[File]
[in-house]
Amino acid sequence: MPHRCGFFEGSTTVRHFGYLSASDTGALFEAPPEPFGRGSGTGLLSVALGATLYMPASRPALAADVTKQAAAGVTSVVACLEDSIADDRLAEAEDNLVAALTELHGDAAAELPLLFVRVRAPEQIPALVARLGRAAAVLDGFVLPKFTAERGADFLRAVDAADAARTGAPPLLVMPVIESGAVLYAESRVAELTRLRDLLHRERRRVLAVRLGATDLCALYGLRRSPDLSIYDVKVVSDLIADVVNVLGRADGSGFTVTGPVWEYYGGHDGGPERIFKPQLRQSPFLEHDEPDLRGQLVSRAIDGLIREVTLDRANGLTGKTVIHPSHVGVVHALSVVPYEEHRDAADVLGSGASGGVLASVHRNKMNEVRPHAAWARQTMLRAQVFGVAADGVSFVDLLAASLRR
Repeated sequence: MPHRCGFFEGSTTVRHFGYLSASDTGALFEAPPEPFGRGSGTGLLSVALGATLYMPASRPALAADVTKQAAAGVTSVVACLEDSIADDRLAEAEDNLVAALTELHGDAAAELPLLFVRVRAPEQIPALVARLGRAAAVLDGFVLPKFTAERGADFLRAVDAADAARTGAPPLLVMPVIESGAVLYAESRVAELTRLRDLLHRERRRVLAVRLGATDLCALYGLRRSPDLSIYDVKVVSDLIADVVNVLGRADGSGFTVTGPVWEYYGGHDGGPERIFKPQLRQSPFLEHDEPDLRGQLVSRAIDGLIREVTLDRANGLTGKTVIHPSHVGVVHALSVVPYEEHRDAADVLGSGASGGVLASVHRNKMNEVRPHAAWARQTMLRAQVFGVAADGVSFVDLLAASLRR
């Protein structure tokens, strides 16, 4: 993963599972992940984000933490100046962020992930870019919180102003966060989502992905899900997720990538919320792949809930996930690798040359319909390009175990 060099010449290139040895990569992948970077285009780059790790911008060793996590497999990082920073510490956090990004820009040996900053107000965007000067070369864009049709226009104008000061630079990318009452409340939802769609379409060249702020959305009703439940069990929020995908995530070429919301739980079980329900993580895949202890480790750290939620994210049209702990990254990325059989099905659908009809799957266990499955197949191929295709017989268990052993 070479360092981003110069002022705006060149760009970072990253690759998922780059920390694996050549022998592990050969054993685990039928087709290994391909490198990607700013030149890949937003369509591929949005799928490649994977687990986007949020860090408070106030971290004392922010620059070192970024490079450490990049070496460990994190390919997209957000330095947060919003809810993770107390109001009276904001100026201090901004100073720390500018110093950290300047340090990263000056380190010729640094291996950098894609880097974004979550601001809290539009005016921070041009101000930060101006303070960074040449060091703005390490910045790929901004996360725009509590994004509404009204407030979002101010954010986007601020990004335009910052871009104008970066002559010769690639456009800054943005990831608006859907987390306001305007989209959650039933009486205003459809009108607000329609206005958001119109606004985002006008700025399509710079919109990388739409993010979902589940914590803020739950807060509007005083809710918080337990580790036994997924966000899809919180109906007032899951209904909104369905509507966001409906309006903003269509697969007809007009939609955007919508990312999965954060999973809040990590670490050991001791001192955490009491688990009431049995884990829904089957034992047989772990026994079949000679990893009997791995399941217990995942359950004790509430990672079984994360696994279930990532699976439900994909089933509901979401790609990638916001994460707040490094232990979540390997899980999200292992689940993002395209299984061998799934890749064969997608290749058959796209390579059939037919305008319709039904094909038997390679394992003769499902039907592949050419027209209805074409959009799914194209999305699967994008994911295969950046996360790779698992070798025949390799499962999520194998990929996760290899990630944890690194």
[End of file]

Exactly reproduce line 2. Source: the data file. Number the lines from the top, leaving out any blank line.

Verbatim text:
Amino acid sequence: MPHRCGFFEGSTTVRHFGYLSASDTGALFEAPPEPFGRGSGTGLLSVALGATLYMPASRPALAADVTKQAAAGVTSVVACLEDSIADDRLAEAEDNLVAALTELHGDAAAELPLLFVRVRAPEQIPALVARLGRAAAVLDGFVLPKFTAERGADFLRAVDAADAARTGAPPLLVMPVIESGAVLYAESRVAELTRLRDLLHRERRRVLAVRLGATDLCALYGLRRSPDLSIYDVKVVSDLIADVVNVLGRADGSGFTVTGPVWEYYGGHDGGPERIFKPQLRQSPFLEHDEPDLRGQLVSRAIDGLIREVTLDRANGLTGKTVIHPSHVGVVHALSVVPYEEHRDAADVLGSGASGGVLASVHRNKMNEVRPHAAWARQTMLRAQVFGVAADGVSFVDLLAASLRR